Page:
• Woodland Trail  (Purple Blaze .8 of a mile) The northern portion of this trail is accessible off of the red blazed Reservoir trail near the Normal Avenue parking lot.  This trail traverses down the heart of Mills Reservation heading in a mostly southwest direction before turning southeast to end near Quarry Point near the Eastview and Lenape Trail.

    Welcome to the Lenape Trail

  • Lenape Trail– is accessible from the Normal Avenue parking lot via the .1 of a mile Lenape Link Trail (Yellow on White Blazes) which heads west from the Normal Avenue parking lot to connect with the Lenape Trail which enters Mills Reservation from the northwest.

    Lenape Trail Connector to Lenape Trail

    The Lenape Trail then heads southwest crossing through the Reservoir Trail, Mills Loop Trail and the Woodland Trail before turning south to cross the Woodland Trail and Mills Loop Trail again. Once the Lenape Trail crosses the Woodland and Mills Loop Trail, it heads east to briefly meet with the Eastview Trail where it then turns east to Quarry Point. From Quarry Point the Lenape Trail heads north paralleling the Eastview Trail before turning east into Montclair’s Mountainside Park on its way to Newark.

  • Mills Gate Trail  (Orange Blaze .1 of a mile) is a side loop of the Mills Reservation Loop and can be accessed from the eastern border of Mills Reservation. The trail goes through the original and once primary entrance of Mills Reservation.

    Original Entry into Mills Reservation

    Flora

    Mills Reservation contains an interesting array of native flora including:

    Gray Birch

    American Beech

    Chestnut Oak

Check out Plant Communities of New Jersey.

NJ’s geology, topography and soil, climate, plant-plant and plant-animal relationships, and the human impact on the environment are all discussed in great detail. Twelve plant habitats are described and the authors were good enough to put in examples of where to visit!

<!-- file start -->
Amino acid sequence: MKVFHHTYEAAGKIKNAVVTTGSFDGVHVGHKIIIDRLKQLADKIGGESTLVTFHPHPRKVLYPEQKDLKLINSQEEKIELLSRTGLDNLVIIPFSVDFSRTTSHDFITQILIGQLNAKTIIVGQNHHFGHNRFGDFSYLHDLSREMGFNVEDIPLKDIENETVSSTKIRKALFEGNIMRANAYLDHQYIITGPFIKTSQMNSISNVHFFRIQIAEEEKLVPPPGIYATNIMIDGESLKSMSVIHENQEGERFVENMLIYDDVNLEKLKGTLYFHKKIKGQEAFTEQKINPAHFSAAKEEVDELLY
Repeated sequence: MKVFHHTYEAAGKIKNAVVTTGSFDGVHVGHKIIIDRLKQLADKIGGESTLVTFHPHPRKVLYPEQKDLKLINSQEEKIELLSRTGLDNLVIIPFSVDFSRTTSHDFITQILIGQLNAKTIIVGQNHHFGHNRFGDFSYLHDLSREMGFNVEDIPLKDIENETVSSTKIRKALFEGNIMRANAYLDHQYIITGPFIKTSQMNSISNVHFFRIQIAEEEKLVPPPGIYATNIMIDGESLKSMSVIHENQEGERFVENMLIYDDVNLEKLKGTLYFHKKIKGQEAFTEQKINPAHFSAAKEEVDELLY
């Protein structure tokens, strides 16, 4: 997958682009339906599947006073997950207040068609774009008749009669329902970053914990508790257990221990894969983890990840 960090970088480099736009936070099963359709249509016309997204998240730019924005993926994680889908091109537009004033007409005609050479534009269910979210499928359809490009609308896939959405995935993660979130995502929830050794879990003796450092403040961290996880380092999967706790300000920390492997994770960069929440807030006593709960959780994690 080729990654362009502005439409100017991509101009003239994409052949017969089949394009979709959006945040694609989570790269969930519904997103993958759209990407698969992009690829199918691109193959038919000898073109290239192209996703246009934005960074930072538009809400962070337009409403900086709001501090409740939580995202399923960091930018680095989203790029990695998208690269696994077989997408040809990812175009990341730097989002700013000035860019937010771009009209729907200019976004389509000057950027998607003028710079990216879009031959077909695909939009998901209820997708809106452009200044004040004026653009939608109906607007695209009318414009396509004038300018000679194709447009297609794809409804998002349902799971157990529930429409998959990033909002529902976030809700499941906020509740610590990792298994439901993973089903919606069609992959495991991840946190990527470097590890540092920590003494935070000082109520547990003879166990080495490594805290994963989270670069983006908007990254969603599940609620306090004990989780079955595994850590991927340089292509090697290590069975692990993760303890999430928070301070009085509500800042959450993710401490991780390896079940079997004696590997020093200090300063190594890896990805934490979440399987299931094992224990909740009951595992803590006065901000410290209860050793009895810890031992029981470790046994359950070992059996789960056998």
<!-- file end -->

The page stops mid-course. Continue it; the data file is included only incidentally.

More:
Click here for more information!

Great Hiking/Ecology Books:

1. 60 Hikes Within 60 Miles: New York City: Including northern New Jersey, southwestern Connecticut, and western Long Island – Packed with valuable tips and humorous observations, the guide prepares both novices and veterans for the outdoors. From secluded woods and sun-struck seashores, to lowland swamps and rock-strewn mountain tops, this practical guidebook contains all the information needed to have many great hikes in and around New York City.

Click here for more information!

2. Take a Hike New York City: 80 Hikes within Two Hours of Manhattan – In Moon Take a Hike New York City, award-winning writer Skip Card shows you the best hikes in and around The Big Apple—all within two hours of the city.

Click here for more information!

3. Eastern Deciduous Forest, Second Edition: Ecology and Wildlife Conservation – This book is a useful tool for anyone who wants to know or hopes to help one of North America’s great natural resources.

Click here for more information!

4. Protecting New Jersey’s Environment: From Cancer Alley to the New Garden State – With people as its focus, Protecting New Jersey’s Environment explores the science underpinning environmental issues and the public policy infighting that goes undocumented behind the scenes and beneath the controversies.

Click here for more information!

5. Wild New Jersey: Nature Adventures in the Garden State:

Wild New Jersey invites readers along Wheeler’s whirlwind year-long tour of the most ecologically diverse state for its size in America.

Click here for more information!

  • Directions: (As taken from NYNJCT Botany)Take the Garden State Parkway south to exit 151 (Watchung Avenue in Montclair).  Turn west from the exit ramp onto Watchung Avenue.  Drive about two miles until the road ends at Upper Mountain Avenue.  Turn north and go 1.7 miles to the traffic light at Normal Avenue.  Turn west and drive 0.3 miles to the entrance on the left.

    Feel free to e-mail NJUrbanForest at NJUrbanForest@gmail.com with any comments, memories or suggestion! Thank you and have fun exploring!